fkt,
0<t <T
(4.1)
keSm
Some of these values must be specified as a function of the characteristics of the
channel and the bandwidth available. Let us assume (Af)c denotes the coherence
bandwidth of the channel. Thus, two sinusoids with frequency separation greater
than (Af), are affected differently by the channel. In the same way we define (At),
as the time spread of the channel. If we send two impulses with delays closer than
(At), then those impulses will be blurred together by the channel impulse response
if they are in the same frequency. The inter-symbol is chosen to be larger than (At),
to ensure that there is no ISI. The separation in frequency of the tones available is
also made larger than (Af)c, to ensure that the fading of each tone can be assumed
to be independent of the fading of all the other tones. If the alphabet built like this
is large enough, the probability of collisions between symbols of different users is very
low. Parameters such as the duty cycle or the separation between frames may be
optimized to reduce this. The resulting signal is shown in Figure 4-11.
The impulses used can be made longer and reduce its amplitude in order to comply
with any legal rule imposed in the system. Since the integration that is performed in
the receiver depends only on the duration of the impulse (it is non-coherent integration
and for that reason, the integration gain is sensibly lower than coherent integration)
and can be made as long as needed.
F-T
I
0
JiFterL
Fl.-r
Input
Signal
.iTL
Filtrr S
.
-r2
2ii
f3
fIFr _o4)
Figure 4-12: Architecture for demodulation of Multitone FSK [4].
4.3.2
Receiver Architecture
The receiver uses a bank of matched filters with their central frequencies tuned to
each of the M tones[4]. The simplicity of the receiver is shown in Figure 4-12. After
the matched filter, the power in each of the outputs is averaged over an interval in the
order of the duration of the symbol, and the outputs of each channel are compared
to a threshold chosen to minimized false detections when the tone is not being used,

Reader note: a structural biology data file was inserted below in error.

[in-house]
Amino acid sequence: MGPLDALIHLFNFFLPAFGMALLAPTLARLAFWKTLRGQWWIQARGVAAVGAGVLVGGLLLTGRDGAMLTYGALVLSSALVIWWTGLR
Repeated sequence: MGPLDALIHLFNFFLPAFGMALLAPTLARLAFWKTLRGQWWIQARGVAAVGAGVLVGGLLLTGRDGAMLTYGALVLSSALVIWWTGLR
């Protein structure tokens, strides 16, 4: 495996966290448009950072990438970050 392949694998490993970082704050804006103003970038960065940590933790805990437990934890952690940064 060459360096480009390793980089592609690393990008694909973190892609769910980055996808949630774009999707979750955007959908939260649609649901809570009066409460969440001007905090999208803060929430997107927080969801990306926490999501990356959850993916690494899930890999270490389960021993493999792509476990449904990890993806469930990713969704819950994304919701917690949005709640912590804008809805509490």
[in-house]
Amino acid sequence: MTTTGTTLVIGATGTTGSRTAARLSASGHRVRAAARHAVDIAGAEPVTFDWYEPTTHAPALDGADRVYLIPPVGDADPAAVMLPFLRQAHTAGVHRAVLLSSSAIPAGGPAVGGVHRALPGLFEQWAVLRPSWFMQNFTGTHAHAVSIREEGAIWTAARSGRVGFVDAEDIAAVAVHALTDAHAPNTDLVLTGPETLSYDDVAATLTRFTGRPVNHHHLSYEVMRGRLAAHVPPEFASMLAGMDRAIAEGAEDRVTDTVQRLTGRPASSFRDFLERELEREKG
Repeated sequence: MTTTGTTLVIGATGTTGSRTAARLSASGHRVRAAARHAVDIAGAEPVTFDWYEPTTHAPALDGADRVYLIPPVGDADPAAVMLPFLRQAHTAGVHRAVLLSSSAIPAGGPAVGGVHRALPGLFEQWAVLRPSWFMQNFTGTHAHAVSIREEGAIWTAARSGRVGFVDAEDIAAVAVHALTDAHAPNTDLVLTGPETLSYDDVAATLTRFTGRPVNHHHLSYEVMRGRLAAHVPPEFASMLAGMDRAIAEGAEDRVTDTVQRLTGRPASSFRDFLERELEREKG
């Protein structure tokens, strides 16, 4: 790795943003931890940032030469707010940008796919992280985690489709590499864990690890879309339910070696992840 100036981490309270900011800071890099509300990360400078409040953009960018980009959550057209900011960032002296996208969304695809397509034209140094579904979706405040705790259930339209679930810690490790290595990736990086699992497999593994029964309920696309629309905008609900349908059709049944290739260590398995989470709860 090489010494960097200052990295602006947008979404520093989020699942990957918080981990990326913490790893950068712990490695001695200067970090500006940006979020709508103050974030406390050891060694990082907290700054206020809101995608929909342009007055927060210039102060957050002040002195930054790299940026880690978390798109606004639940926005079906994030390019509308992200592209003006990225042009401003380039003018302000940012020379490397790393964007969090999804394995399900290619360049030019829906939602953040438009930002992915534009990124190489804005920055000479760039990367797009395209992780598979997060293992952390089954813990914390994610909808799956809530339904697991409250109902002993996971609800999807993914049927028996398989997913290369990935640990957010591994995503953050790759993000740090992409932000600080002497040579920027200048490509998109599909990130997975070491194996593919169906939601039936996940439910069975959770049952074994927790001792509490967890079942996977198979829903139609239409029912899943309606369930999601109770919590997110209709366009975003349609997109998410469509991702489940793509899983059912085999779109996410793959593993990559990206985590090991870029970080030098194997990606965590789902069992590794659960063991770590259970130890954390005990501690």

using a Neyman-Pearson curve.
It has been shown [4] that this signal modulation scheme, with this conceptually
simple receiver achieves a capacity close to that of the wideband capacity limit independently of the channel multipath and for typical channel parameters. This receiver
is robust when the bandwidth between the tones is smaller than (Af)c (and then, the
fading/channel impulse response for these two tones correlated). When this happens,
the effect is that multitone FSK still approaches the wideband capacity, but in this
case, the convergence is slower. No study on this slower convergence (how slow it is)
has been done yet [4].
4.4
Conclusions
In this chapter we have presented a flexible platform for testing of UWB transceivers.
This platform is flexible enough to test non-impulse signals (such as multitone-FSK),
while at the same time providing the right functionality to test UWB systems under real-time conditions. This system has been used to implement a smaller scale
FCC compliant UWB system than the receiver developed in chapter 5. Using this
prototype, wireless data links of 100 Mbps and 50 Mbps were demonstrated.
Chapter 5
ASIC Implementation of a
Baseband for FCC Compliant
UWB
This chapter presents the architecture developed to implement an FCC compliant
robust UWB transceiver. This follows the design of an architecture that implements
the functionality that was presented in chapter 3 in order to obtain a robust receiver.
This chapter includes both a description of the architecture, and the results of the
measures required for testing the functionality and the power dissipation.
5.1
Functionality of the Chip
This circuit is part of a system designed in our group for FCC compliant UWB
communication in the 3.1 to 10.6 GHz band. Figure 5-1 shows the architecture of
the system. It comprises a homodyne receiver in which both the front-end [112], the
transmitter [113], and the ADC [114], have been designed by other students in the
Digital Circuits and Systems Group.
The UWB data packet is comprised of a preamble and a payload, both of fixed
length. The preamble is comprised of impulses that are transmitted with a separation
interval of 60 ns. It consists of 13 repetitions of a Gold code of length 31 that
will be used by the digital baseband to detect the presence of the packet and to
achieve packet acquisition. The larger time interval between impulses in the preamble